The wife of a former San Diego Police Department criminalist accused in a 1984 cold case has filed a wrongful death claim against the city of San Diego, accusing the SDPD of a "misleading” and “defamatory” investigation that led her husband to commit suicide.
Rebecca Brown filed the claim Wednesday in hopes of clearing the name of her spouse, Kevin Charles Brown, 62.
SDPD investigators say their colleague Brown worked with another suspect, Ronald Tatro, to strangle, beat and kill 14-year-old Claire Hough in 1984. Her body was found on the Torrey Pines State Beach with her throat cut and left breast taken off.
"I just want to let you know that my husband didn't do these things," said Rebecca at a press conference Thursday. "I believe it so strongly I am sitting here between these two wonderful attorneys because people have to know that if it can happen to me it can happen to anyone and we have to make sure this."
According to a December 2013 search warrant, Brown’s DNA matched sperm found on vaginal swabs collected during Hough’s autopsy, tying him to the crime.
However, Rebecca’s claim says “the medical examiner’s microscopic examination of a fluid sample from the victim’s vaginal vault was negative for the presence of sperm.”
The court document says it was common for criminalists to use their own blood and sperm samples to test their forensic techniques. Brown’s table was close to the criminalist in charge of examining evidence from Hough’s case, Rebecca's attorney Gene Iredale said.
"The fact is that it is highly likely that the result on the single swab of a tiny amount of Kevin Brown's DNA was not the result of it having been deposited in the body of Claire Hough at the time of her death, but as a result of cross-contamination," said Iredale.
The SDPD has said cross-contamination would not be possible in this case because Brown did not handle evidence for it. He instead worked on firearms and narcotics crimes.
But potential cross-contamination would present the SDPD with an institutional dilemma, according to the claim.
“If Mr. Brown’s DNA were present as a result of the contamination, it would call into question the procedures employed by the crime lab in the years before the DNA analysis became prevalent, as well as the reliability of the S.D.P.D. DNA analysis of ‘cold cases,’” the document states.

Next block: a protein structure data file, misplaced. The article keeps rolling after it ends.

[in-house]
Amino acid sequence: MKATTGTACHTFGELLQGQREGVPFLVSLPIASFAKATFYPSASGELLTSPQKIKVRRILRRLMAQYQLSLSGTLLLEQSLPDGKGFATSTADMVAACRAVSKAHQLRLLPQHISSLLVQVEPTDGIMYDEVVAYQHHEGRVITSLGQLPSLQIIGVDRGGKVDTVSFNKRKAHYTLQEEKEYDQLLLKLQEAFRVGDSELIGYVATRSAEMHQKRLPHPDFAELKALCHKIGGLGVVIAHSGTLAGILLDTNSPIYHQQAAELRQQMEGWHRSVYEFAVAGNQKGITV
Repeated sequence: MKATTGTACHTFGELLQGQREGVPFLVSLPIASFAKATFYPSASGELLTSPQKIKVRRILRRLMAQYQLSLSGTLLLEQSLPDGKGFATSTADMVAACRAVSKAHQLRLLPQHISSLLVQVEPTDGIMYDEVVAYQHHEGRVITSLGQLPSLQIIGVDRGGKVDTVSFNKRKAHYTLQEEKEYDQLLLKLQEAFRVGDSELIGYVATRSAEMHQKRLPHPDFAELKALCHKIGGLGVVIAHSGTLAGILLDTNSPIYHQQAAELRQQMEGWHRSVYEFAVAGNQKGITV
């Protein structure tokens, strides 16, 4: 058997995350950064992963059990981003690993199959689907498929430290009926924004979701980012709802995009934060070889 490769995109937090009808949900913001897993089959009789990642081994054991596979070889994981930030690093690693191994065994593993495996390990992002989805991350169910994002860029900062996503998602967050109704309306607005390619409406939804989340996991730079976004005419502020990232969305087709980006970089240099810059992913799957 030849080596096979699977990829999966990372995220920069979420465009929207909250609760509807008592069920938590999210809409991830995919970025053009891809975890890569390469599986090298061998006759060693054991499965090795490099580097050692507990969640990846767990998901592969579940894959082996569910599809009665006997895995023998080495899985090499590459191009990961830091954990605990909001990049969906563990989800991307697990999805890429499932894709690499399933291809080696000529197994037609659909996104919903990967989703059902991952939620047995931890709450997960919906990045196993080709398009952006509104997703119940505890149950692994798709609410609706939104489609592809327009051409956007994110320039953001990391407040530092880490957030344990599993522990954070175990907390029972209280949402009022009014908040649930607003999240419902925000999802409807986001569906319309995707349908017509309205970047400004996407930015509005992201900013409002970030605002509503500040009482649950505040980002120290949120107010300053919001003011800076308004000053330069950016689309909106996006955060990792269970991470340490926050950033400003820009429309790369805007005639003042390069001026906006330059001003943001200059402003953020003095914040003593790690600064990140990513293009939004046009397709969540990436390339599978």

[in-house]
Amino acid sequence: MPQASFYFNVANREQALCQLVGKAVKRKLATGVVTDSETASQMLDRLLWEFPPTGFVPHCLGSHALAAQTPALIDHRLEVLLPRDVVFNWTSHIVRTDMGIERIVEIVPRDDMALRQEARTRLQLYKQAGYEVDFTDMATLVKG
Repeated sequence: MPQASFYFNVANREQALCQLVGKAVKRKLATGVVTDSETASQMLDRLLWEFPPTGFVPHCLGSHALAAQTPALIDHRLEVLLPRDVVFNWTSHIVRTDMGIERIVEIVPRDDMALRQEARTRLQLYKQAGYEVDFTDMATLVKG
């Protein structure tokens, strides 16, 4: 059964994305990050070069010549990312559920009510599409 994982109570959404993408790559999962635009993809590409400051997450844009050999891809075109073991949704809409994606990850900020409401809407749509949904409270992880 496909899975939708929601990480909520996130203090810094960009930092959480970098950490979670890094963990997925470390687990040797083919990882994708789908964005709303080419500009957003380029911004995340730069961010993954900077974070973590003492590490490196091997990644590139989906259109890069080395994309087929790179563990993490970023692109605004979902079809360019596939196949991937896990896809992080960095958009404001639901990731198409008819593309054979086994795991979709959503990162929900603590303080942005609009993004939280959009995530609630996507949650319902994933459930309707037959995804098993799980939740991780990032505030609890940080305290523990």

When investigators served the 2013 search warrant, they seized items beyond the scope of the “overbroad” warrant, Rebecca says in the claim, including her lesson plans, teaching materials and childhood memorabilia. The officers also took privileged documents belonging to Brown’s brother-in-law, an attorney.
Because she says the items were not related to the investigation, Rebecca’s attorneys believe it was an illegal seizure.
The claim states even after the evidence review was finished in March 2014, the SDPD did not return the items until November, the month after Brown hanged himself.
“Inferentially, at least one of the purposes for illegally refusing to return the illegally seized items was to convey the impression to Mr. Brown that he would shortly be arrested, thereby causing pain, stress, and frustration to Mr. Brown and his family,” the claim says.
The attorneys also allege investigators told witnesses false information, knowing that it would get back to Brown.
The effect of the “investigative misconduct” caused Brown, who suffered from mental health issues, so much stress that he became obsessed with the fear that he would be accused in the case and arrested, his wife says. As a result, he ultimately committed suicide on Oct. 21, the claim states.
The SDPD announced two days later that they had identified Brown and Tatro as suspects in the case and were preparing to arrest Brown when he was found dead.
The announcement included “misleading and defamatory information” aimed at “using Mr. Brown as a scapegoat to avoid scrutiny of police misconduct,” cross-contamination issues and the cold case analysis’ reliability, according to the claim.
Finally, the document says investigators questioned Brown’s Catholic priest and confessor about what he had shared — a violation of the “privilege of clergy.”
"He was not a rapist and a killer," said Rebecca on Thursday. "He was a quiet, good man who devoted his life to helping people, in helping he thought by putting away bad guys doing his job."
Rebecca is seeking unspecified damages more than $10,000 for pain, suffering and what she says was Brown’s wrongful death. The city has 60 days to review the claim, and if the city council rejects it, Brown’s widow can file a lawsuit.
NBC 7 reached out to the SDPD for a response. The spokesman referred us the City Attorney’s office, which has declined to comment.